More Vision with less UN Force in Lebanon

07/18/2000
There maybe a silver lining in the delay by the United Nations in handling Israel's withdrawal from Lebanon. Developments on the ground may prove that more could be done by parties in the region with less by the United Nations.

Despite the rhetoric, consider the facts. In an emotionally charged politically volatile fully armed neighborhood, not a single person was killed on any side throughout a surprise operation. Abandoned armaments originally photographed in festive takeover scenes were quietly retrieved by the Lebanese army. Soldiers of the pro-Israeli "South Lebanon Army" - were discreetly taken into government custody, awaiting regular judicial process. Despite a few provocative or "provocateurs" incidents, along the border fence Israeli soldiers seemed to banter with their curious onlookers. All sides exercised utmost restraint. Lebanese army checkposts were firmly set at the entrance of the vulnerable region to allow entry only for those living there. . Lebanese customs and police officials set up an office in Marjeyoun, former command capital of the former security zone and all other areas of the South.

Instead of the headlines, read the small print. Major General Gaby Ashkenazi of Israeli North Command pondered on meeting his adversaries: " I saw these people from four to five meters away. I looked at him, he looked at me. I am holding my weapon, and nothing happened. If he fired I would have fired. He didn't fire. And that's the reality we have to adjust to." On the other side, a young Lebanese broadcaster seeing through his country's border for the first time exclaimed: "look. There are people - I mean people - walking there. Israelis. It's really amazing."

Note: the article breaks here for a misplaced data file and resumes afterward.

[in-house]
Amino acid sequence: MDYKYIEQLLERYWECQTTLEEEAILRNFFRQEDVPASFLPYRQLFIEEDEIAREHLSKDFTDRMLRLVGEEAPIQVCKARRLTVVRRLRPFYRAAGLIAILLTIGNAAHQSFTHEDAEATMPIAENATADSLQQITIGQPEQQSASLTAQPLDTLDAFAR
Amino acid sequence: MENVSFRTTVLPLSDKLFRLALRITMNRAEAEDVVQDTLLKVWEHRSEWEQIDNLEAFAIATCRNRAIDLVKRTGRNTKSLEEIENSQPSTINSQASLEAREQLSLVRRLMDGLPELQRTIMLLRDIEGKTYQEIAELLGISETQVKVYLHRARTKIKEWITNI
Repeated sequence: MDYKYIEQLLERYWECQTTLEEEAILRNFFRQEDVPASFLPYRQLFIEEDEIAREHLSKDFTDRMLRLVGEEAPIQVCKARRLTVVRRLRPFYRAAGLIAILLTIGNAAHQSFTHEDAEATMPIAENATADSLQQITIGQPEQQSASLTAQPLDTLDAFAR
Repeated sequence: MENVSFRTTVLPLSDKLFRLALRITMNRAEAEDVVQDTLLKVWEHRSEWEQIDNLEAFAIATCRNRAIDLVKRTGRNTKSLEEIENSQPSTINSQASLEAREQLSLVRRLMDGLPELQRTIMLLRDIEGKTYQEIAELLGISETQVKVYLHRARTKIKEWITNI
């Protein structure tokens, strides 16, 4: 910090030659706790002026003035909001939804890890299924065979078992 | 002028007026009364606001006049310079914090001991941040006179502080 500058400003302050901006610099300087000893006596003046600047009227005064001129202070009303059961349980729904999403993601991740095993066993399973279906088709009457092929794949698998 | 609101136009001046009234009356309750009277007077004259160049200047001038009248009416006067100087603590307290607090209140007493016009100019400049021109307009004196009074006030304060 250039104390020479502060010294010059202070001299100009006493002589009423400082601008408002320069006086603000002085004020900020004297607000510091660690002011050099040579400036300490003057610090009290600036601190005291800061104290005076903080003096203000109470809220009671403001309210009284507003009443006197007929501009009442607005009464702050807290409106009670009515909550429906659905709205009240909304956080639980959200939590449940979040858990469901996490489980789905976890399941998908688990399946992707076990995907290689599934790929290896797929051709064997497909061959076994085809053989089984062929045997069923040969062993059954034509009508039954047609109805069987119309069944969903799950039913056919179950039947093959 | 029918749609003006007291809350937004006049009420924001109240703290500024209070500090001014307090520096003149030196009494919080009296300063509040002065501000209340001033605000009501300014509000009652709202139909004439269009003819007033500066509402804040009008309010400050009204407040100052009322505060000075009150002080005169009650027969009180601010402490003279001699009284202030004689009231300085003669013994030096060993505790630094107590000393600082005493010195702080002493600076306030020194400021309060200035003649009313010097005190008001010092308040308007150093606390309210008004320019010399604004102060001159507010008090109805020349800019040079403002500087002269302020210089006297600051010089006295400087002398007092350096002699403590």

In the midst of political maneuvering, listen closely to some of the key players. Lebanon's President Emile Lahoud visited border villages to welcome them back into "national unity". Meeting in church he reassured bewildered inhabitants that to him Rumaish, a village in the enclave was as dear as his hometown Baabdat. They knew that he meant it. Across the border, seeking a "vision of a common future", Israeli Prime Minister Ehud Barak was addressing him through a speech to the Knesset: "Israel is not an enemy of Lebanonů let us talk peace." Similarly, Syria's Foreign Minister Faruk Al-Sharaa was repeating that "Syria is against escalation". And Sheikh Hassan Nasrallah was in the former pro-Israeli stronghold of Bint Jbeil, where he could almost be heard without microphones, talking about the "cultured response of the resistance" and its political role in rebuilding a unified society. His Hizbollah party will participate in the Parliamentary elections scheduled for later this summer.

Clearly, Israel's withdrawal injected a new catalyst in the whole region. The passing away of Syrian President Hafez Assad, the steadfast regional leader for three decades imposes a period of evaluation (hopefully informed) while absorbing the initial political tremor. The nature and extent of relations between states could be explored and tested. There will always be time to read through political tealeaves and adapt accordingly. However, it will be generally accurate to assume that the current strategy of all parties in the Middle East tends towards peace. That could not be merely achieved by governments alone. Security could be imposed by governments. Any force however effective could occasionally prevent antagonists from getting at each other's throat. But peace is a growing habit with its growing pains. The price of peace is only paid by those who recognize its value.

Therein lies the nature of a new UN role. Despite a recent record of peacekeeping failures, the UN until the late eighties had won two Nobel prizes for Peace. There is now a potentially positive role for the UN in Lebanon. But it does not need to be fettered to one pre-ordained script. Harassed military peacekeeping is not the only option of soldiering for peace. The UN Charter lists a combination of valuable tools to promote peace and security. Among countries, like with people, the key to a perceived victory is knowing when to win; in perceived defeat it is knowing what not to lose. In addition to its other functions, the UN could provide a ladder to climb down from or a fig leaf to cover a political miscalculation. And, yes, it is always a convenient scapegoat.